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Following the leadership of Thom Rainer, I define a church vision as "God's particular plan for a particular church at a particular time" —that is, it is prayerfully capturing what God wants to do through current leaders and laity in the current context. A vision matters, for it guides the church in all it does.
On the other hand, many churches have no clear vision. Here are some signs of this problem:
- Nobody, beginning with the leaders, can state the vision. That's a sure sign that no vision exists. By the way, some churches that actually have a mission statement still face this same problem, evidenced when nobody knows the statement.
- Leadership tends to be reactive rather than proactive. Leaders who spend more time putting out fires than igniting sparks for ministry seldom operate under a clear vision.
- Leaders are often divided. They're not a team, for a team strives for the same victory. Visionless churches can't even state what "victory" will look like.
- Ministries are disorganized and siloed. They may be good ministries, but each ministry lives on its own turf. Nothing connects them so their combined efforts point toward a clear end.
- Passions rather than planning ignite the church's varied ministries. New activities and ministries start just because somebody has a passion and a burden—not because those ministries contribute to the church's overall goal.
- Internal conflict festers. That happens when a church is going through the motions of activity without a clear sense of direction and goals. Agendas fill the void that the lack of vision creates.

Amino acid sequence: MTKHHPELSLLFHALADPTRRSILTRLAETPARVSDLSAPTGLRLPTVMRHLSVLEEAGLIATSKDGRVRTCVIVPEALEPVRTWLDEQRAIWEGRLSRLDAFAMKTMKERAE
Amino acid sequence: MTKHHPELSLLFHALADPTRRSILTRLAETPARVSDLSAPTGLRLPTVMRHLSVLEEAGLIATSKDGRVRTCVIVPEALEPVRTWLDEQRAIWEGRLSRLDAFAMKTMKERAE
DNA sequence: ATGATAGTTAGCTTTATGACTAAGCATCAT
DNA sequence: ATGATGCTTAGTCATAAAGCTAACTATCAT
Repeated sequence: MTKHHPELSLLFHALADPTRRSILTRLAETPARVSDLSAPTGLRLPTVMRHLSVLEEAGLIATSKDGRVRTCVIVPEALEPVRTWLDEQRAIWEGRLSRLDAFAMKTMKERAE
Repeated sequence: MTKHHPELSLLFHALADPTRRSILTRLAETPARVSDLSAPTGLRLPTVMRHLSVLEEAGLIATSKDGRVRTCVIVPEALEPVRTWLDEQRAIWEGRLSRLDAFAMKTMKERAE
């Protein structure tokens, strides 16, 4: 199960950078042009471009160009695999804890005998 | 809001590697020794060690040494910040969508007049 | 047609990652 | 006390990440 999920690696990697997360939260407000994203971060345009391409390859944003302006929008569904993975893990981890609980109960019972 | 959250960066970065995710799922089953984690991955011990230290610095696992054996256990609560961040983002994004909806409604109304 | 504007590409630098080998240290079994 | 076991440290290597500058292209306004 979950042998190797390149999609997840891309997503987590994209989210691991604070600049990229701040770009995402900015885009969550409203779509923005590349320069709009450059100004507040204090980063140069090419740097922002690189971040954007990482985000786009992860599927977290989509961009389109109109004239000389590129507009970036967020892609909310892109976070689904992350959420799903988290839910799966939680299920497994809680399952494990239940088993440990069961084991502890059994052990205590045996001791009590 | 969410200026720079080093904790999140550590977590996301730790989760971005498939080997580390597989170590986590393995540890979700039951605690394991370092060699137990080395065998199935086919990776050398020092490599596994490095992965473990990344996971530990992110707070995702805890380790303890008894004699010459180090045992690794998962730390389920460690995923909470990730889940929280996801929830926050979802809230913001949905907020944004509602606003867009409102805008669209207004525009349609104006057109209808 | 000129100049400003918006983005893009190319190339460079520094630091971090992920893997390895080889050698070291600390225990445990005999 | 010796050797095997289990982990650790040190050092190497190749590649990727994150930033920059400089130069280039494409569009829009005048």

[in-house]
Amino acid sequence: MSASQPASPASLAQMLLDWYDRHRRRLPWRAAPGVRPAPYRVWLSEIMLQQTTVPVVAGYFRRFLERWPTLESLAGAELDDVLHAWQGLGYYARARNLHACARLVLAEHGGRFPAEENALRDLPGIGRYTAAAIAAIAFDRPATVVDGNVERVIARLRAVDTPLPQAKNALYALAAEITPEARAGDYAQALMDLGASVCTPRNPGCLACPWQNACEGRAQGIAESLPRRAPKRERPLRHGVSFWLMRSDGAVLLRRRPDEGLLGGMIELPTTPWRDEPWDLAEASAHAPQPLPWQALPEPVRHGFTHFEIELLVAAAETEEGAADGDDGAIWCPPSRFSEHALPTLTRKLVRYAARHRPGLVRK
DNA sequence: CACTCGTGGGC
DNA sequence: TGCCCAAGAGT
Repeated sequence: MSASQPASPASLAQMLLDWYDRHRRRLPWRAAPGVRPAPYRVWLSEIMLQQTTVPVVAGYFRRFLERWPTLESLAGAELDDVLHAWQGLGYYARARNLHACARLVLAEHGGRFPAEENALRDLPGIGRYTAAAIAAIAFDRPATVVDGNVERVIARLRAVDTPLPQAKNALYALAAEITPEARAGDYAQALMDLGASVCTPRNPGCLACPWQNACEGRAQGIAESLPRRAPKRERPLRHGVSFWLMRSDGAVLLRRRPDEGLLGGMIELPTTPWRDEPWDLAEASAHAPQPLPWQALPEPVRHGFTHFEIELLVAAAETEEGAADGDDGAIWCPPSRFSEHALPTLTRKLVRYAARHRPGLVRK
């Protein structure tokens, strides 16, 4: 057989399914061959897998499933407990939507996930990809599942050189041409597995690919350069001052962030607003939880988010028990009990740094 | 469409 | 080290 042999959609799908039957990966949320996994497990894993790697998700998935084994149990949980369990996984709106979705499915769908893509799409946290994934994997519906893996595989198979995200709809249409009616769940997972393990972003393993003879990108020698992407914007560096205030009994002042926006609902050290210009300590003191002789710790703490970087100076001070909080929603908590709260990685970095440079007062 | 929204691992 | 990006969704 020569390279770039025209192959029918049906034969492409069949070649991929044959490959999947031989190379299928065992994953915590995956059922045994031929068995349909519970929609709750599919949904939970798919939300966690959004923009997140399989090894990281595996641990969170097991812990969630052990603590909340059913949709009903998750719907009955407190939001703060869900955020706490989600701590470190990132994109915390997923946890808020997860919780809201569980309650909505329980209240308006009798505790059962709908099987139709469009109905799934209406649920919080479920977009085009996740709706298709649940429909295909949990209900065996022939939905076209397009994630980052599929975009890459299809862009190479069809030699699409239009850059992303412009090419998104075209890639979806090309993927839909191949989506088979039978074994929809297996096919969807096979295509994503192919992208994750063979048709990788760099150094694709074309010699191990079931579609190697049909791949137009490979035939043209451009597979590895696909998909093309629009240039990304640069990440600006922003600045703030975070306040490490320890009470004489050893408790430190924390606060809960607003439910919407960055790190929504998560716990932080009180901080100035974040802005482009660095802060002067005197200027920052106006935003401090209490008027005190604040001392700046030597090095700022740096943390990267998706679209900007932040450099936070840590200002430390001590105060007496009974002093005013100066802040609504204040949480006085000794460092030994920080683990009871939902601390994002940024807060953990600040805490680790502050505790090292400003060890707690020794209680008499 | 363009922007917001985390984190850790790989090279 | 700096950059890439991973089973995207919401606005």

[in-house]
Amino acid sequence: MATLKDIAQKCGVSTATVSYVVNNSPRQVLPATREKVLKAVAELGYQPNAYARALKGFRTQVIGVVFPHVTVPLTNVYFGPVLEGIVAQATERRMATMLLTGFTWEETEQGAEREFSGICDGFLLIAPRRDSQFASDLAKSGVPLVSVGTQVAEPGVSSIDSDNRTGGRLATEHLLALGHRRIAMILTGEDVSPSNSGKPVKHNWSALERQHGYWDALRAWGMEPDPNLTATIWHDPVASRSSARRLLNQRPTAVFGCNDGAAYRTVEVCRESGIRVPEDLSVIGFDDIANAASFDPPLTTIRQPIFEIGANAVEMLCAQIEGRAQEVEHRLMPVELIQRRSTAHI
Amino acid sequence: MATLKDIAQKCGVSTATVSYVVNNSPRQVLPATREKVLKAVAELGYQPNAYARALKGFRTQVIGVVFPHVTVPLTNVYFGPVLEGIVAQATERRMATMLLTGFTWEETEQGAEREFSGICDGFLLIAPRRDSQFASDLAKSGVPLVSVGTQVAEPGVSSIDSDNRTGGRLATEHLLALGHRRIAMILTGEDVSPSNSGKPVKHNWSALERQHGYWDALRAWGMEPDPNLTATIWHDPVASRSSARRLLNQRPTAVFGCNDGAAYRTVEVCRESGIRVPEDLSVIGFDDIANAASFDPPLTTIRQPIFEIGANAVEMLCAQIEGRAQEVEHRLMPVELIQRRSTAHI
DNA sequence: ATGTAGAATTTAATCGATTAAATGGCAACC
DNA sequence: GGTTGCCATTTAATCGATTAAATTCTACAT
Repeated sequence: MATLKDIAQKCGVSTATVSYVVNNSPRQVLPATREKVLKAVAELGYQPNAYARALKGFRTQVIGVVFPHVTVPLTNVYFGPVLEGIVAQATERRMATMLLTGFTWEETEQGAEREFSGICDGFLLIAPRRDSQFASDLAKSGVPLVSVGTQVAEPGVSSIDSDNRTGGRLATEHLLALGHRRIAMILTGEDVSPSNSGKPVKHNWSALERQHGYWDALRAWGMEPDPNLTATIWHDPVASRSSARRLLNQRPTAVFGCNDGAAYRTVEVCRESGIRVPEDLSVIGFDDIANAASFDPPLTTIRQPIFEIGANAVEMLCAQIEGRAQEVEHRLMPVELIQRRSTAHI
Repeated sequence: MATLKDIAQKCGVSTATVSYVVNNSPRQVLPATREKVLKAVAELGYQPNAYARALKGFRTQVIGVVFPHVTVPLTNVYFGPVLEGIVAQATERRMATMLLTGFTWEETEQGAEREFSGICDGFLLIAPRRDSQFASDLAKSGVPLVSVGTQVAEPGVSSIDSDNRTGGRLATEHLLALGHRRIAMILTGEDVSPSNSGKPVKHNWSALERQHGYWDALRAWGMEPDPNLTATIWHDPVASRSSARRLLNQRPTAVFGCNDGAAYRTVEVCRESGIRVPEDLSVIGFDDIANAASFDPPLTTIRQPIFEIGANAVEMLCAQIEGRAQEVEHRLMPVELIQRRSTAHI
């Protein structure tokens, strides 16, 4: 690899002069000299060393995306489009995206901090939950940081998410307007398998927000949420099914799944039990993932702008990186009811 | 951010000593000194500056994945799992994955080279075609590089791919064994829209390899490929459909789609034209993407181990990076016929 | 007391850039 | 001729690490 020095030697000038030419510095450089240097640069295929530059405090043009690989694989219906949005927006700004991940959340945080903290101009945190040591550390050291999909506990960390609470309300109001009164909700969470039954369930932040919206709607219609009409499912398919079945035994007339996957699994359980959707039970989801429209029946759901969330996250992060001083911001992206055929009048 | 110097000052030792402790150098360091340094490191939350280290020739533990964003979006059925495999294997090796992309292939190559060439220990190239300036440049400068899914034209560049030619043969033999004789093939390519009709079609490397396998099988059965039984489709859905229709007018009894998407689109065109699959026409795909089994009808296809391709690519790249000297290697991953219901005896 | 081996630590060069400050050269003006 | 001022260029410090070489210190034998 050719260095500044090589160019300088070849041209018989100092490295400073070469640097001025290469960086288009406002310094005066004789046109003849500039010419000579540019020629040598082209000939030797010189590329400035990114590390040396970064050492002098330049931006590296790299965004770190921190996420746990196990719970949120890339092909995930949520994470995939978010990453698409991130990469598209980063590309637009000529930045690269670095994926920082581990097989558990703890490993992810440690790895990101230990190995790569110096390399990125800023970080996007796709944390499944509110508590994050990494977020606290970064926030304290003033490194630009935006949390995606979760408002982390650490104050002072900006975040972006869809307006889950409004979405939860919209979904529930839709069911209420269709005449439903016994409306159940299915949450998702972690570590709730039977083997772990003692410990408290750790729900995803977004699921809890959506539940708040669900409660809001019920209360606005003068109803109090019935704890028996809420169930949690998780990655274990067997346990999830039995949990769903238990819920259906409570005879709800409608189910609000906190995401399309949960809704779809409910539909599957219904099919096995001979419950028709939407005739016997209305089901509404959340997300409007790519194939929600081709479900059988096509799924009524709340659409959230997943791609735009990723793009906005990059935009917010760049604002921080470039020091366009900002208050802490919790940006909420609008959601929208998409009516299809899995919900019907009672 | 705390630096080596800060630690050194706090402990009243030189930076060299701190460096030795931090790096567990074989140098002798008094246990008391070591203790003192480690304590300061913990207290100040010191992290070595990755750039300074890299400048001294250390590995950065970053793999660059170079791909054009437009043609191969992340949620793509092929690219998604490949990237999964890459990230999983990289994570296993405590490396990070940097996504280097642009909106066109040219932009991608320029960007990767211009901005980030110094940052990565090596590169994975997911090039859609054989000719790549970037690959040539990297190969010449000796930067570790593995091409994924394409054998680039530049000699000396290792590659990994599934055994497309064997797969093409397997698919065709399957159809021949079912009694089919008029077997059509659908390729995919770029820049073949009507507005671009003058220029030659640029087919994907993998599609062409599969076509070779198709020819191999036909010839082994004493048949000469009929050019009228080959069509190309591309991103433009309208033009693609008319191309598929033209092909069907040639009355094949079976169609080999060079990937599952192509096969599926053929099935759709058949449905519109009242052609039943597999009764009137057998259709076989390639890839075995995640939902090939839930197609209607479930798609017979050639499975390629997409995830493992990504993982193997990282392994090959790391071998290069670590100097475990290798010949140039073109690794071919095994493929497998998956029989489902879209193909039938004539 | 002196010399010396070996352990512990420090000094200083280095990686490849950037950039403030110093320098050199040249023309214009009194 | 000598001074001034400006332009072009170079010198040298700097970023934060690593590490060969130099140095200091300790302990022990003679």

- The goal seems to be to "get through the next weekend" rather than to maximize efforts to reach the unchurched. Everything feels like a Band-aid on a problem rather than an exciting step toward the future.
- Budget expenditures are a big deal. A clear vision helps diminish budget wars, for the church knows exactly where they want to go. Where there is no clear vision, though, people begin to fight to protect their own favorite ministries.
- Many church members just sit. That's easy to do when the church has no vision. Why invest yourself in something that's only floating along, with no sense of purpose?
- Strong leaders don't stay long. The most-equipped leaders don't waste much time in a church that has no direction. They go to a church that knows where they're going.
What would you add to this list?
Chuck Lawless is dean and vice president of graduate studies and Ministry Centers at Southeastern Seminary in Wake Forest, North Carolina, where he also serves as professor of evangelism and missions. In addition, he is global theological education consultant for the International Mission Board of the Southern Baptist Convention.
This article originally appeared at chucklawless.com.
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